A Christian Worldview of God, Day 5


Discussion is good. Healthy. Instructive even, if we let it be so. I sort of hate to post my thoughts because I don’t really want to see the dialogue from Friday’s post come to an end. Nevertheless, the opportunity is perfect.

You see, I think this discussion proves my point: the use of the miraculous in fiction does not necessarily reveal God and might even obscure Him.

First, a portion of the readership may put the book down and not pick it up again because they believe the miraculous is not for today.

Second, a portion of the readership may dismiss the miraculous as a fictional device along the line of walking through a wardrobe into a fantasy world.

Third, a portion of the readership may be enamored with the miracle itself and either want to see it in real life or will fall into doubt because of its absence.

And where is God in all this? Who is looking at God, praising Him, drawn to Him, eager to see Him unveiled?

Jesus Himself found people clamoring to be with Him for the wrong reasons (free food, all they could eat) and ended it by clarifying the cost of discipleship. He also refused to give signs when people asked Him for ones point blank. In those cases, the miraculous was getting in the way of what He wanted to accomplish.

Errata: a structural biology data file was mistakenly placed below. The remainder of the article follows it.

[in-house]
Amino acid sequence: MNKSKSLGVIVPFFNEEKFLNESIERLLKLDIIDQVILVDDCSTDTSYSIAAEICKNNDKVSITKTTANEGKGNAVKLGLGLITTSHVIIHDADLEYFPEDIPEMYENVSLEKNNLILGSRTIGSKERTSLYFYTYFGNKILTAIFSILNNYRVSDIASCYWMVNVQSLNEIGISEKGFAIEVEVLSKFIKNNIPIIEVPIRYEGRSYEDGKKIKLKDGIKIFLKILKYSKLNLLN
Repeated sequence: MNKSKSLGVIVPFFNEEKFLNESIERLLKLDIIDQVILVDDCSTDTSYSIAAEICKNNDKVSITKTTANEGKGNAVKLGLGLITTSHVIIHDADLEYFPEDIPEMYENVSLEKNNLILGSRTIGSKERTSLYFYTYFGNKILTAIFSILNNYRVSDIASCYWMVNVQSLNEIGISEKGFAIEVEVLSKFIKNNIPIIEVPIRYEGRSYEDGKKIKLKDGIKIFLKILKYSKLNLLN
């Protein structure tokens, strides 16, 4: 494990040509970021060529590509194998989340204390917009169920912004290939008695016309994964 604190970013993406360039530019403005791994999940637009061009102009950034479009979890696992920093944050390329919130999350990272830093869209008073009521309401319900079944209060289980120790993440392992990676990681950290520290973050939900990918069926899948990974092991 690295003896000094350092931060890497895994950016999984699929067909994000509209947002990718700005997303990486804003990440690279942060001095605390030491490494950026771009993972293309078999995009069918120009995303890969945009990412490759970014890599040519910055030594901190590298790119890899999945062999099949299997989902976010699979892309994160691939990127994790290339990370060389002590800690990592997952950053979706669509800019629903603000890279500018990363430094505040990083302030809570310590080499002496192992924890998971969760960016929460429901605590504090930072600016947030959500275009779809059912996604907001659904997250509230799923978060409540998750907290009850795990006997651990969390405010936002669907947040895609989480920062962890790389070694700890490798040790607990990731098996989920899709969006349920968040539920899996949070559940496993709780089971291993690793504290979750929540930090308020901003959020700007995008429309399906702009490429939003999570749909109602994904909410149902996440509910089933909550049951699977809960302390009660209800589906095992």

I’m suggesting this might be the case in fiction today. If what we want to do is show God as more than a one-dimensional character, more than an unknowable figurehead, the miraculous might get in the way.

To write Christian fiction, I think, we need to show God in an active way, but what does that mean without the miraculous? I think we authors need to consider how we want to portray Him, perhaps more strenuously than we consider how to portray our fictional characters.

Should God look the same in every story? He doesn’t even look the same to different people in real life. And yet He is the same, yesterday, today, and forever. How do we portray this?

I go back to what I said earlier. God is complex. Too often in Christian fiction, however, I see Him being simplified and stereotyped.

Odd, isn’t it, that the Person we most want people to know, is the One we have the most trouble showing.

Published in: on November 20, 2006 at 6:00 am  Comments (10)  
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